Compared to most children, I had a rather happy childhood. In Form Three, a friend introduced me to war games. As soon as the whistle was blown, both teams rushed to the middle of the field and an intense shoot-out began. I was very impressed by these scenes, and although I was defeated the first time I played, I really enjoyed it. So, I started joining different war games to enhance my skills. Gradually, I developed the confidence to defeat my enemies.
But during one game I slipped and fell, and dislocated my wrist. Since then, my parents don’t want me taking part in any more war games. They think it is too dangerous, and say that it doesn’t do anything to help my studies. They pull a long face whenever they see me take my equipment to the game site. Eventually, they persuaded me to give up this hobby and focus on my studies.
In Operation Triple Win, I wanted to show my parents how important the hobby is to me, and that I do not want to give it up. I want them to know that they do not have to worry about me, because I can use my time wisely, and find a balance between playing war games and studying.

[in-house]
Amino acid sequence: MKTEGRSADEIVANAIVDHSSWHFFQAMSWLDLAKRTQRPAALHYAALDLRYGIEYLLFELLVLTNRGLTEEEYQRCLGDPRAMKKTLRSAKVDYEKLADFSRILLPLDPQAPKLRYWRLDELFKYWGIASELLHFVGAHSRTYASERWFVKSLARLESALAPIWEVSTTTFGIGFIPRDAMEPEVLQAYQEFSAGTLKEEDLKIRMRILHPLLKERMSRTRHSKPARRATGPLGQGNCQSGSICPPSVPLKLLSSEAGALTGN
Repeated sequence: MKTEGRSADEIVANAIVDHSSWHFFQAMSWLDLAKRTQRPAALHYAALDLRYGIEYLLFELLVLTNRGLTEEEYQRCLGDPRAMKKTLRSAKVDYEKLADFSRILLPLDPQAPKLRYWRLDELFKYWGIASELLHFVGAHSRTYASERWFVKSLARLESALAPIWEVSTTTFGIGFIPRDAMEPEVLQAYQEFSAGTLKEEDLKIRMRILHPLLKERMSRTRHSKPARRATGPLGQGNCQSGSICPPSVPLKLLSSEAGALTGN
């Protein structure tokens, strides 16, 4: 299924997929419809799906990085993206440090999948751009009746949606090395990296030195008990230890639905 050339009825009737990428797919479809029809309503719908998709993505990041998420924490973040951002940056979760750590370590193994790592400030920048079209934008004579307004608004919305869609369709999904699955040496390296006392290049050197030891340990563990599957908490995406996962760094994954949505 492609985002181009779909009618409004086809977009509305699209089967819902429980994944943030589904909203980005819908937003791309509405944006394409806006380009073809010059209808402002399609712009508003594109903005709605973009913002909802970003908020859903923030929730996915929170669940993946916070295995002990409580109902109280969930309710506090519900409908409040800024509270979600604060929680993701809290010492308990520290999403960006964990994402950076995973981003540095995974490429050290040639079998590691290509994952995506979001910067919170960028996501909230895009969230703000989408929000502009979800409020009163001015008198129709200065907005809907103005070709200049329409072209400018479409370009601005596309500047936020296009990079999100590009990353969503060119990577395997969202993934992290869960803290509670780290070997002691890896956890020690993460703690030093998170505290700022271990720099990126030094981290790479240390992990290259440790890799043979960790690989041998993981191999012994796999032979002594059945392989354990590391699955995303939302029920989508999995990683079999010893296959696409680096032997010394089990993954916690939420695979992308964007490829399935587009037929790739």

Most secondary school students in Hong Kong face similar problems. Their parents worry that they cannot balance their studies and hobbies, and so they stop their children from doing their favourite leisure activities. This is wrong. As I become more mature, I will try my best to protect myself and organise my time well, so I can study and play.
Although I was injured the last time, I still want to continue with war games. I understand that my parents are just doing it for my own sake but I also want them to allow me to do things that I like. They do not need to worry about me.
Unicef HK’s “Make A Video” competition gives young people a chance to express themselves through video. The project is co-organised by Hong Kong Arts Centre’s IVFA, with support from Hang Seng Bank and Young Post. Check out the videos here. Email your feedback to email@example.com
Edited by Sam Gusway